The newest sports and entertainment arena located in downtown Los Angeles, California, is the Staples Center. Situated on a congested site adjacent to the existing Convention Center, the arena seats up to 20,000 for professional sporting events and up to 22,000 for concert or stage events. The overall floor area is 960,000 square feet, which is about 1.5- to 2-times greater than other typical arenas with this seating capacity. Its sleek, modern design, with curved perimeter walls that slope outward from bottom to top, along with the numerous offsets and curved shapes, contributes to the dynamic look and feel of the building. What is truly noteworthy about this project is that the start of excavation began on March 23, 1998, and the first public event took place on October 2, 1999, a mere 18 months after groundbreaking. In a year when at least five major arenas were opened across the United States, the Staples Center project is the largest, most complicated, and by far the most quickly constructed of them all.
An eclectic mix of concrete systems was utilized in this arena, which contributed to the short time to completion. The superstructure of the stadium consists of a composite precast/cast-in-place system.
Mark Josten, senior project manager for PCL Construction Services, Inc., said this system was the key to the overall fast schedule. Work on the precast and cast-in-place systems occurred simultaneously.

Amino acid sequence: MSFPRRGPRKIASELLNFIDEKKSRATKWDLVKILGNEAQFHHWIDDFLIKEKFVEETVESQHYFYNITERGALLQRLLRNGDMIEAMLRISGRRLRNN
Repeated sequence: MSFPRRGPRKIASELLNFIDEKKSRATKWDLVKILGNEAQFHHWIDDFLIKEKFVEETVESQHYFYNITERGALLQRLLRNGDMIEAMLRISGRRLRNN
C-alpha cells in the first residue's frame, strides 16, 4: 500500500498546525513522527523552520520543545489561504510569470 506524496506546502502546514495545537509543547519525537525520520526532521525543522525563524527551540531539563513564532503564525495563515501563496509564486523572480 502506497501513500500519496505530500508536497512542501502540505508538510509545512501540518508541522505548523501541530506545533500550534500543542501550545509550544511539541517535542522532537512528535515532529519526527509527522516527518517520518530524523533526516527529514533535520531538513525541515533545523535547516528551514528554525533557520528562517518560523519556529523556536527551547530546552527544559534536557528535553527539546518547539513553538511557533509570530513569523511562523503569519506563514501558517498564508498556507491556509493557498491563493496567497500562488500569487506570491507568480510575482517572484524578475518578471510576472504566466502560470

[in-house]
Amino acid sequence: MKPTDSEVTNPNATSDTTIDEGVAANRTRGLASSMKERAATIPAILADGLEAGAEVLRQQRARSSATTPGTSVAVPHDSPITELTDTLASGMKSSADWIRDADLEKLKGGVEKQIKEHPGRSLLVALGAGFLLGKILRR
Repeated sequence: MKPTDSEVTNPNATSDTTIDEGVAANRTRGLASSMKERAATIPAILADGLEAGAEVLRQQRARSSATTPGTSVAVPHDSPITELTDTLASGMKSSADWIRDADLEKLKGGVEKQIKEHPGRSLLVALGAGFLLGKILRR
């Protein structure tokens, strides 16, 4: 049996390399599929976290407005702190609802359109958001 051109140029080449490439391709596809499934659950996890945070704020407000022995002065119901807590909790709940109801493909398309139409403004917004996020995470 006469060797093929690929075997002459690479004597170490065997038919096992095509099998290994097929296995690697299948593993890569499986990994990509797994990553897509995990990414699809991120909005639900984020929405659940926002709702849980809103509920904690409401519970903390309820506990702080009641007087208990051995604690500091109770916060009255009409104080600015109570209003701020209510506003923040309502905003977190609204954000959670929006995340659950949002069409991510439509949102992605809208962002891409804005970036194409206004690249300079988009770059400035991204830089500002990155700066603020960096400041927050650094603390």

In the seating bowl, precast raker beams, stadia units (seating risers), and stairs are utilized. The horizontal framing in the "typical" bowl levels consists primarily of precast pretensioned beams and girders. Typical bays are 30-by-28-feet, with the girders spaced 28 feet on center and the beams spaced 15 feet on center. Due to the circular and oval grid layouts, many of the beams are not parallel to each other. Typical girders and beams are 24 inches wide by 36 inches deep, and 12 inches wide by 24 inches deep, respectively. A 6-inch thick slab with mild reinforcement spans between the beams.
In the suite levels, the required floor-to-floor spacing limited the structural depth to 30 inches. Thus, 48-inches wide by 21-inches deep prestressed girders with a 9-inch thick post-tensioned slab were utilized. Along the front edges of the suites, facing the arena bowl, prestressed U-shaped units (channels) serve as both the seating riser for two rows of seats at each suite and the girder carrying the front edge of the 9-inch slab.
Outside of the main bowl are secondary spaces referred to as "saddlebags" that house concessions, rest rooms, lobbies, and building services. Within these areas, 21-inch deep beams are arranged in radial directions and are supported on the inside end by the bowl shear walls or ring beams and by precast columns near the outer edge. These beams vary in width from 24-to 36-inches. The slabs are typically 7- inches thick with mild reinforcement and span between the beams, which are spaced between 14- and 20-feet on center.